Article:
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Violating children's rights : harmful practices based on tradition, culture, religion or superstition

INTERNATIONAL NGO COUNCIL ON VIOLENCE AGAINST CHILDREN
October 2012

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"This short report is designed to complement other current activities in the UN system that are focusing on harmful practices and children and will hopefully lead to more effective action...The report first looks at the definition and scope of harmful traditional, cultural and religious practices violating children’s rights. Section 3 outlines the human rights context for their prohibition and elimination. Section 4 lists practices identified through a call for evidence issued by the International NGO Council earlier in 2012 and additional desk research. It also provides some examples of legal and other measures already taken to challenge and eliminate them. Section 5 provides recommendations for action by states, UN and UN-related agencies, INGOs, NGOs, national human rights institutions and others"
Briefing paper

Standards for child protection : tool 1

KEEPING CHILDREN SAFE COALITION
2011

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"These standards can ensure that agencies develop practices that keep children safe from harm. They offer practical guidance to agencies on what they need to put in place to meet their responsibilities to protect children. They also provide a basis for determining local standards and how these will be met and measured. At the end of this document there is a useful tool for assessing and monitoring performance against the standards. These standards are Tool 1 of the Keeping Children Safe: Toolkit for Child Protection. The other supporting tools include a training pack, a guide on how to implement the standards and a DVD"

The state of the world's children : special edition

BRAZIER, Chris
et al
November 2009

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This report celebrates 20 years of the Convention of the Rights of the Child. Chapters consider the timeless relevance of the convention; offer essays on a number of different perspectives on the convention; and look at the challenges for making the convention a reality in the 21st century. The online pack includes the report, statistics, panels, photo panels, a video and a press centre

See me, hear me : a guide to using the UN Convention on the rights of persons with disabilities to promote the rights of children

LANSDOWN, Gerison
2009

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See Me, Hear Me examines how the UN Convention on the Rights of Persons with Disabilities (CRPD) can be used to support disabled children, alongside the Convention on the Rights of the Child. The guide analyses the inter-relationship of the two Conventions and provides examples of good practice on how both Conventions should be implemented by governments with regards to children. This guide is a useful tool for child and disability rights advocates, government officials, and anybody interested in child and/or disability rights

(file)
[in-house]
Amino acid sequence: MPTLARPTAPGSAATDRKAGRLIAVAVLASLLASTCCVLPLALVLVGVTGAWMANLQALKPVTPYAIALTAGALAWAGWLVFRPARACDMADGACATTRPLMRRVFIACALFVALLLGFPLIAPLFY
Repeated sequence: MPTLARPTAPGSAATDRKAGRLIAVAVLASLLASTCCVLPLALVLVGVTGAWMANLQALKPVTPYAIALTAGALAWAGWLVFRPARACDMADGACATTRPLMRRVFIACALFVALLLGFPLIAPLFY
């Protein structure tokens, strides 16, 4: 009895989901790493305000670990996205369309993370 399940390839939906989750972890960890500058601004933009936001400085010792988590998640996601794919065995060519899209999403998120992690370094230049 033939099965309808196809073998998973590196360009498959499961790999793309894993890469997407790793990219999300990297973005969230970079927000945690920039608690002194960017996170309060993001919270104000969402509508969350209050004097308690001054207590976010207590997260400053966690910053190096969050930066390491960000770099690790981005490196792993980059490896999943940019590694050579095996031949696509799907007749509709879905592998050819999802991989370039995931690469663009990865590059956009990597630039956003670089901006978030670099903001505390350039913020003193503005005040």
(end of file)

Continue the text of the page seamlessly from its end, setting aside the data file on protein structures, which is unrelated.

Disability Convention, tips and strategies for implementation

LANSDOWN, Gerison
November 2007

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This fact sheet features a set of useful tips and strategies for the implementation of the UN Convention on the Rights of Persons with Disabilities - based on the experience of implementing the Convention on the Rights of the Child. Specifically, it outlines the obligations of governments who have signed the treaty and information on how best to advocate on key issues

The convention on the rights of the child

GENERAL ASSEMBLY OF THE UNITED NATIONS
1989

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This Convention is a universally agreed set of non-negotiable standards and obligations. These basic standards, or human rights, set minimum entitlements and freedoms that should be respected by governments. The four core principles of the Convention are non-discrimination; devotion to the best interests of the child; the right to life, survival and development; and respect for the views of the child. The Convention protects children's rights by setting standards in health care; education; and legal, civil and social services. It stipulates that children everywhere have: the right to survival; to develop to the fullest; to protection from harmful influences, abuse and exploitation; and to participate fully in family, cultural and social life. By agreeing to undertake the obligations of the Convention (by ratifying or acceding to it), national governments have committed themselves to protecting and ensuring children's rights and they have agreed to hold themselves accountable for this commitment before the international community

Universal human rights index

HUMAN RIGHTS COUNCIL

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"The database provides easy access to country-specific human rights information emanating from international human rights mechanisms in the United Nations system: the Treaty Bodies, the Special Procedures and the Universal Periodic Review (UPR). This tool aims at raising awareness of the human rights recommendations coming from these mechanisms and assisting governments, civil society organizations, national human rights institutions, and United Nations partners with their implementation. The Index allows the user to find out about human rights issues worldwide, and to see how the legal interpretation of international human rights law has evolved over the past ten years"

E-bulletin

Source e-bulletin on Disability and Inclusion

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